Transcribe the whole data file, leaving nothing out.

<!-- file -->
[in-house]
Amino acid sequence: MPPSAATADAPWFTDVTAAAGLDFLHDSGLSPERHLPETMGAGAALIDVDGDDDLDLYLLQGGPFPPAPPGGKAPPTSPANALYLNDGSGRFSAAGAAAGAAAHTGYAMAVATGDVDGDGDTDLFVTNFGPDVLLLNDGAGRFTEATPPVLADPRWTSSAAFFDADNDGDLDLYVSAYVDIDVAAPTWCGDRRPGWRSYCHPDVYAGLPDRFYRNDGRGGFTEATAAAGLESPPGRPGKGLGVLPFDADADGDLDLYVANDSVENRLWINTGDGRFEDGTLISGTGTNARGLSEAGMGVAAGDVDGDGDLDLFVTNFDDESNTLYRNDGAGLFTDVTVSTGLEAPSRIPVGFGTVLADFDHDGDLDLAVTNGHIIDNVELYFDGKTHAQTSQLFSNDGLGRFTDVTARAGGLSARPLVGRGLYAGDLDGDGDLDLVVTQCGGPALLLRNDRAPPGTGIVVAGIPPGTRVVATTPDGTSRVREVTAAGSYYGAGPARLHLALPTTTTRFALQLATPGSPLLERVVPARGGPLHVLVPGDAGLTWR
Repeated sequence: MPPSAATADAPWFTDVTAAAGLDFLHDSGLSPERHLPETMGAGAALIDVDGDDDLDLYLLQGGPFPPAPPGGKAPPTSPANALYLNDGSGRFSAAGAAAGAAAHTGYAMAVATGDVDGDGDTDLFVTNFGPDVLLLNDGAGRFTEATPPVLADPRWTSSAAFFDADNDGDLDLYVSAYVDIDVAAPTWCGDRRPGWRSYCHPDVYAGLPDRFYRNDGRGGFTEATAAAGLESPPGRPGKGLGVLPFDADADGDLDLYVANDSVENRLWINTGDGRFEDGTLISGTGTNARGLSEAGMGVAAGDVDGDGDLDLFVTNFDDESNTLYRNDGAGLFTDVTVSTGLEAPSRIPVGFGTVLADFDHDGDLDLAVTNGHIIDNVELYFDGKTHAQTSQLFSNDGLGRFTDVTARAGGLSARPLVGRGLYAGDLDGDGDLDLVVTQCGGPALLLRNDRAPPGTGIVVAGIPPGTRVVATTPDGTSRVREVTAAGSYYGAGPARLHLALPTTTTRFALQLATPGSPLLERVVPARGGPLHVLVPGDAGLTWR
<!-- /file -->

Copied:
[in-house]
Amino acid sequence: MPPSAATADAPWFTDVTAAAGLDFLHDSGLSPERHLPETMGAGAALIDVDGDDDLDLYLLQGGPFPPAPPGGKAPPTSPANALYLNDGSGRFSAAGAAAGAAAHTGYAMAVATGDVDGDGDTDLFVTNFGPDVLLLNDGAGRFTEATPPVLADPRWTSSAAFFDADNDGDLDLYVSAYVDIDVAAPTWCGDRRPGWRSYCHPDVYAGLPDRFYRNDGRGGFTEATAAAGLESPPGRPGKGLGVLPFDADADGDLDLYVANDSVENRLWINTGDGRFEDGTLISGTGTNARGLSEAGMGVAAGDVDGDGDLDLFVTNFDDESNTLYRNDGAGLFTDVTVSTGLEAPSRIPVGFGTVLADFDHDGDLDLAVTNGHIIDNVELYFDGKTHAQTSQLFSNDGLGRFTDVTARAGGLSARPLVGRGLYAGDLDGDGDLDLVVTQCGGPALLLRNDRAPPGTGIVVAGIPPGTRVVATTPDGTSRVREVTAAGSYYGAGPARLHLALPTTTTRFALQLATPGSPLLERVVPARGGPLHVLVPGDAGLTWR
Repeated sequence: MPPSAATADAPWFTDVTAAAGLDFLHDSGLSPERHLPETMGAGAALIDVDGDDDLDLYLLQGGPFPPAPPGGKAPPTSPANALYLNDGSGRFSAAGAAAGAAAHTGYAMAVATGDVDGDGDTDLFVTNFGPDVLLLNDGAGRFTEATPPVLADPRWTSSAAFFDADNDGDLDLYVSAYVDIDVAAPTWCGDRRPGWRSYCHPDVYAGLPDRFYRNDGRGGFTEATAAAGLESPPGRPGKGLGVLPFDADADGDLDLYVANDSVENRLWINTGDGRFEDGTLISGTGTNARGLSEAGMGVAAGDVDGDGDLDLFVTNFDDESNTLYRNDGAGLFTDVTVSTGLEAPSRIPVGFGTVLADFDHDGDLDLAVTNGHIIDNVELYFDGKTHAQTSQLFSNDGLGRFTDVTARAGGLSARPLVGRGLYAGDLDGDGDLDLVVTQCGGPALLLRNDRAPPGTGIVVAGIPPGTRVVATTPDGTSRVREVTAAGSYYGAGPARLHLALPTTTTRFALQLATPGSPLLERVVPARGGPLHVLVPGDAGLTWR